Slow startup after system restore

September 6, 2008 at 07:24:31
Specs: Vista, 2gz, 2gb ram
I was working on my girlfriend's laptop and determined that we needed to perform a system restore. The restore seemed to work well for its intended purposes; however, now, when we log in to Vista, the it takes a while to start up, taking a minute or so at the welcome screen before actually loading the desktop, and then taking another minute to load once it gets to the desktop.

Before the system restore, it loaded very quickly with no issues. I don't have the specs off the top of my head, but I believe the system has 2gb ram and close to a 2.0ghz pentium processor.

Any thoughts?


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September 6, 2008 at 10:58:10
Here is my list of things that could be responsible, they may not all apply to you:

1. Indexing takes a day or so to settle down on a new Vista computer.

2. Positive steps that you can take are to turn off ‘automatic defragmentation’ and stop Windows Defender from scanning. Also, your antivirus program may be scanning at boot time.

3. Try Microsoft’s Process Explorer. There is an explanation and a link to Microsoft’s site here,189...
The site itself is here

4. I don’t agree with all of these speed improvement tips but you may find something that looks familiar, read through the list here and/or here

5. To check if a particular program is slowing the machine when you switch on, e.g. an antivirus program, go to Control Panel > Classic View > Performance Information and Tools > Advanced Tools in the left pane. On this screen the problem is sometimes shown. If not, click View Performance Details in Event Log (Event Viewer). Events in the 100 series are boot events. These can be followed by double-clicking them, then clicking Event Log Online at the bottom.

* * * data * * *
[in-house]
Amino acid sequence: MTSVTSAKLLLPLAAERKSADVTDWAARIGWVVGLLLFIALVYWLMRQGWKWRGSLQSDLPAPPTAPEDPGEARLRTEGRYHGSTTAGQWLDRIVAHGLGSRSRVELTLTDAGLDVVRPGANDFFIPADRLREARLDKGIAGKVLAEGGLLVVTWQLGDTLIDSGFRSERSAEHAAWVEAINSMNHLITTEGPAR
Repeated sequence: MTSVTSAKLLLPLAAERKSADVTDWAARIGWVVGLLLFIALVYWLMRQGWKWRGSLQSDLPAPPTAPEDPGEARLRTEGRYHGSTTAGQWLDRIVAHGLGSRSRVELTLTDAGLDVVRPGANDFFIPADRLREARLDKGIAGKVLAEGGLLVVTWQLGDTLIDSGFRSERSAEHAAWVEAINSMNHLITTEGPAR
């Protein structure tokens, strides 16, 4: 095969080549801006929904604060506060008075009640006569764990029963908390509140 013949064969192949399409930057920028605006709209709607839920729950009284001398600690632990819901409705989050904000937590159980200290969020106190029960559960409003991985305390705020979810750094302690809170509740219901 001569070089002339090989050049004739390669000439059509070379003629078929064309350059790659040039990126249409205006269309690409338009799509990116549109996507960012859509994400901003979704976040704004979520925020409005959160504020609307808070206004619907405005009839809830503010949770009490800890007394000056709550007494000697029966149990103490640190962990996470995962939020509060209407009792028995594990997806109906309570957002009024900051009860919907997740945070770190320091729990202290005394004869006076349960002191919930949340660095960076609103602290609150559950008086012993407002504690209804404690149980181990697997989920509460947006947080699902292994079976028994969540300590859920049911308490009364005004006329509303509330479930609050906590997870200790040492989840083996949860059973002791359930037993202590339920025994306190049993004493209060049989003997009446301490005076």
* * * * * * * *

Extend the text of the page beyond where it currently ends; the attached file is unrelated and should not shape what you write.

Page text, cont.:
Lots of information on Event Viewer

Another thing to check when you have a slow boot is that no external drives have media in them. If they have, experiment by booting with it inserted and without. If you have a built-in card reader remove the little plastic cover that protects the slot.

6. The program Startups.exe contains a list of programs that are either needed at startup, not needed at startup, optional at startup or contain malware, download it here and then run it, allowing space on the screen to run the msconfig program window alongside it.

Click the Windows Orb (Start), type msconfig and press Enter. Go to the StartUp Tab and make a note of all programs that have a tick against them. These are the programs that startup when the computer is switched on. Type the names into a search in the Startups program and then in msconfig‘s StartUp Tab, remove the ticks from those programs you don’t want to run when you start the computer. Don’t remove the ticks from any that you are unsure about or which appear in StartUps as essential (identified with a Y in the leftmost column). When you’ve finished removing the ticks, close msconfig and let the computer reboot. You will get a reminder that you’re running Selective Startup, just tick ’Don’t show this again’ or similar wording.

Windows Defender can also be used instead of msconfig to identify which programs are loaded at start up and two other programs can be used instead of Startups.exe. They are Startup Inspector from here and Autoruns from here

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September 6, 2008 at 11:03:25
Thank you very much for your comprehensive list. I appreciate the time you put into your recommendations. I will try them out and provide you with some feedback as to my results.

Thanks again!

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